LOWELL TOWNSHIP, Mich. (WOOD) — In a soggy field still occupied by last year’s corn stalks, Gary Blough climbed into his high-tech tractor.
“This is going to be our last day of planting corn,” Gary Blough said Monday as he prepared to plug kernels into the ground.
That means that Blue Sky Farms, owned by Gary Blough and his two brothers, will leave 200 of its 1,800 acres of corn fields empty.
Over the last few days, corn and soybean farmers throughout West Michigan have faced tough choices — whether to plant their crops in fields that won’t dry or let them stand empty. Many are choosing the latter.
“I’ve never seen a year like this,” Gary Blough’s brother, Carl Blough, said. “Every year is different, but most of them aren’t this severe.”
In May alone, there were only four days without rain.
“Some of it is still not plantable because of wet spots in the fields,” Gary Blough said.
For farmers like the Bloughs, it comes down to risking the loss of crop insurance money. Farmers have crop insurance to help when extreme weather won’t allow them to plant, but even that won’t cover their losses.
It’s based on a complicated formula that includes corn or soybean prices already set this spring, their average yields for the past 10 years, and how much coverage they bought.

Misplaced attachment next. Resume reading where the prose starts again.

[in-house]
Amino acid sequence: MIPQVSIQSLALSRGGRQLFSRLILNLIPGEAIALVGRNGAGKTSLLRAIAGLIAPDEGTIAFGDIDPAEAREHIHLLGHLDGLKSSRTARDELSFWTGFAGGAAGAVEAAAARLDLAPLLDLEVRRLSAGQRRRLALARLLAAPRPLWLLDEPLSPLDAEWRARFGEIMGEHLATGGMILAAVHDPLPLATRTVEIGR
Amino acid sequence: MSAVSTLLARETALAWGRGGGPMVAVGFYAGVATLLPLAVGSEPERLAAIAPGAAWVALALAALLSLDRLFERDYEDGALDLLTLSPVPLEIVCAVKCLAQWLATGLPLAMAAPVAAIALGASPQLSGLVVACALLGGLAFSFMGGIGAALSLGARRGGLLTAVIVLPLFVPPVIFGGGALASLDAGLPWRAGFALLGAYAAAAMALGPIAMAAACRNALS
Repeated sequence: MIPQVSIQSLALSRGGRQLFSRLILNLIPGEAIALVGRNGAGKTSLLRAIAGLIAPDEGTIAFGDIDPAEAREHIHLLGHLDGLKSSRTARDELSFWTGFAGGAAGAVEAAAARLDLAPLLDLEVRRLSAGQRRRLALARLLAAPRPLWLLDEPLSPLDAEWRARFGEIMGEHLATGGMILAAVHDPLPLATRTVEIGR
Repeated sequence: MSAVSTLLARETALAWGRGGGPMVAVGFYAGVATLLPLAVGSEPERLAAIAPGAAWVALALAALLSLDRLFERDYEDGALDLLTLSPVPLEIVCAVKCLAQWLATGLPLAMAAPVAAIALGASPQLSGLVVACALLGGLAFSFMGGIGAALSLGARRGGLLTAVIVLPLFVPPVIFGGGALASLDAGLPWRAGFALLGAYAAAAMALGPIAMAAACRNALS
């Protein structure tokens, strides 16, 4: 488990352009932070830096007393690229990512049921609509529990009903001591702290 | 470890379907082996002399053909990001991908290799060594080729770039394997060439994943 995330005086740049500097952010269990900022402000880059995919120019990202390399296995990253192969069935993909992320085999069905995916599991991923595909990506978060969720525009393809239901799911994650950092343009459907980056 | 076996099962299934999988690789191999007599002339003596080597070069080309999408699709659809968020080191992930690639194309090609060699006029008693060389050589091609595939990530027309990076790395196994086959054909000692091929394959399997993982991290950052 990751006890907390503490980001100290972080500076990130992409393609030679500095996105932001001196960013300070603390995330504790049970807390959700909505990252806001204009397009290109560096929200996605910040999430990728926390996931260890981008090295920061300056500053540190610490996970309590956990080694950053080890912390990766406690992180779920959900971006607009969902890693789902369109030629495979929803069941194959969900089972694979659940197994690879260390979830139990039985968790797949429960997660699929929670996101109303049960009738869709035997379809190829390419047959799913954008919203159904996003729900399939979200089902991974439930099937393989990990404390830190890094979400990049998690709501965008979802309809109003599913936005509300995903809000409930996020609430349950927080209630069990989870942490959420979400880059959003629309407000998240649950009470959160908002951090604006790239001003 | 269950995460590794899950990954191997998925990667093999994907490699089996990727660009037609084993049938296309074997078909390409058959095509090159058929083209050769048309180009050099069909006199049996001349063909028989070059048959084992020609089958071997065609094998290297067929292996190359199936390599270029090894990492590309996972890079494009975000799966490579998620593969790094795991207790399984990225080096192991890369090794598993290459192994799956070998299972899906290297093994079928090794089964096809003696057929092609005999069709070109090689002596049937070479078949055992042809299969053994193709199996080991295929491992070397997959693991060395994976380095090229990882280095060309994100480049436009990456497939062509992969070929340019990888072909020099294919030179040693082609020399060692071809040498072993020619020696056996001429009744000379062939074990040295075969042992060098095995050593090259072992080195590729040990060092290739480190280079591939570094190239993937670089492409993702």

To make it more complicated, corn farmers had until June 5 to decide whether to keep a field empty. Soybean farmers had until June 15. For every day they wait after that, they lose 1% of that insurance money.
“We would have intended to plant a lot more corn, yes, but the season’s getting so late, we’re just deciding we’re better off to not plant it,” Gary Blough said. “The yield’s not going to be there.”
Their insurance agent, Chris Shellenbarger of Spartan Insurance, said up to 80% of the corn and soybean farms she insures have decided not to plant some fields, taking insurance payments instead. That includes corn and soybean farmers.
They won’t be making money from the insurance payments, Shellenbarger said.
“Farmers would prefer to plant every acre. I’ve been doing this for 30 years, and this is the worst year ever,” he added.
For the Bloughs, leaving 200 acres of cornfields empty could cost them $100,000.
“We may not be able to buy a new tractor next year, stick with the old, because we won’t have that extra income,” Gary Blough said.
The Bloughs sell their corn for feed and ethanol. They said their losses could be offset if the rain leads to smaller yields of corn and higher prices.